Honors Program Theses


Open Access Honors Program Thesis

First Advisor

Anne Woodrick


Extensive work in uncovering and reconstructing Classic Maya temples has been completed while the importance of Maya studies has increased during the past centuries. Little has been done, however, in the interpretation of certain Maya structures within the context of Maya thought. That context includes an understanding of the Maya interpretation of their place within the cosmos, an aspect of Maya culture that dictated every individual's daily actions. Researchers have tended to focus on architectural analyses that describe the dimensions and building materials of temples and other monumental structures. This leads to interpretations that are lacking in cultural significance. While some (e.g. Schele 1990, 1992, 1993, etc.; Friedel 1993, 1994; Reilly 1991) have provided a series oflengthy interpretations of temples at a many of the major Maya sites, certain cultural beliefs have been neglected, and if considered, could deepen their analyses and our understanding of the Maya. One such aspect is the arrangement of structures on the physical earthly plane. Michael D. Coe (2005: 115) has stated, "there is little overt indication of any overall planning in their [various structures'] arrangement" but, through further examination, this interpretation becomes invalid. Although the surrounding laity housing located in what I would call the suburbs of citystates does not appear planned, the central hearts of urban centers like Tikal and Palenque display similar planning strategies. Therefore, the arrangement of monumental structures as well as the height of each further displays the pervasive nature of the Maya adherence to the cosmos.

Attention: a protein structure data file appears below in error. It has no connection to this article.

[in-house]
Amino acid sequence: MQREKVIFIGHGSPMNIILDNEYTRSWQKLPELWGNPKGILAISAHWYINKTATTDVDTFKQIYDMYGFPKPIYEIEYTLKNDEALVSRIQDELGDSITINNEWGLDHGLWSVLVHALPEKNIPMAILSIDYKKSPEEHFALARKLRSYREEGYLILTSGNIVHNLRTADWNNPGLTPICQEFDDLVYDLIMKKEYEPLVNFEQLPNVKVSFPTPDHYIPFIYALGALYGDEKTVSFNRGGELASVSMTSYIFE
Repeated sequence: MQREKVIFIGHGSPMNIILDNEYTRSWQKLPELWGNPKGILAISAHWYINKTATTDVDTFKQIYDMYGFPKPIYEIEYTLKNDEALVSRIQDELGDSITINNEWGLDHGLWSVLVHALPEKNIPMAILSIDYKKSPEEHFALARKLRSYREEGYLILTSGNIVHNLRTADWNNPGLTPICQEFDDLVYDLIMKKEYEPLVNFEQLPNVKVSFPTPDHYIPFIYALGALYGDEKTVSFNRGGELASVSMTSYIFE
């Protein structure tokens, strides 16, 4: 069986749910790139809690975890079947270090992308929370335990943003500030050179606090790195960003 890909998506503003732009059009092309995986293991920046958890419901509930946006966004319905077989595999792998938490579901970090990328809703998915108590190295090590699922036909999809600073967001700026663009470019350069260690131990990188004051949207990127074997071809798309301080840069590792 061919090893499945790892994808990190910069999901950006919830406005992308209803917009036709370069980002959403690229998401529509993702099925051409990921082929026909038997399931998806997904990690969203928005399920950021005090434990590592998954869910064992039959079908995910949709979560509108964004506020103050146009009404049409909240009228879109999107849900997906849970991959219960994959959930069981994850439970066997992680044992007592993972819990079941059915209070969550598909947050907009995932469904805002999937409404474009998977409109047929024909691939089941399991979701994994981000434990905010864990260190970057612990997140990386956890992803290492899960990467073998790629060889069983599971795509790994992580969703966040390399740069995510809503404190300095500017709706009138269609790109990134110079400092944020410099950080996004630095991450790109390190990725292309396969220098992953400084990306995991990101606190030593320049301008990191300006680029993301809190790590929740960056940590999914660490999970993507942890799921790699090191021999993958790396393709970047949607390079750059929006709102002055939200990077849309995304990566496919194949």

In order to apply these cultural beliefs to monumental structures, the reader must first gain an understanding of those cultural ideals that were transferred into sacred stone. The Popa/ Vuh, or Maya Book of Council, provides the basis to all Maya thought. The first section of the thesis explores the themes of the Popa/ Vuh and the intricacies of the Maya calendar and the Maya peoples' deeper concept of time, utter dependence on the appeasement of the gods by the Maya becomes clear. This leads to the discovery of complex numbering systems employed in the construction of the main temples at sites such as Palenque and Tikal. In order to present a succinct representation of the temples at Tikal and Palenque, outline reconstructions were used in this analysis and are included in the final section: Tikal's Temple I, Temple II, and Temple V; Palenque's Temple of the Cross, Temple of the Foliated Cross, Temple of the Inscriptions, and Temple of the Sun.

Year of Submission



Department of Sociology, Anthropology, and Criminology

University Honors Designation

A thesis submitted in partial fulfillment of the requirements for the designation University Honors


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Date Original


Object Description

1 PDF file (58 pages)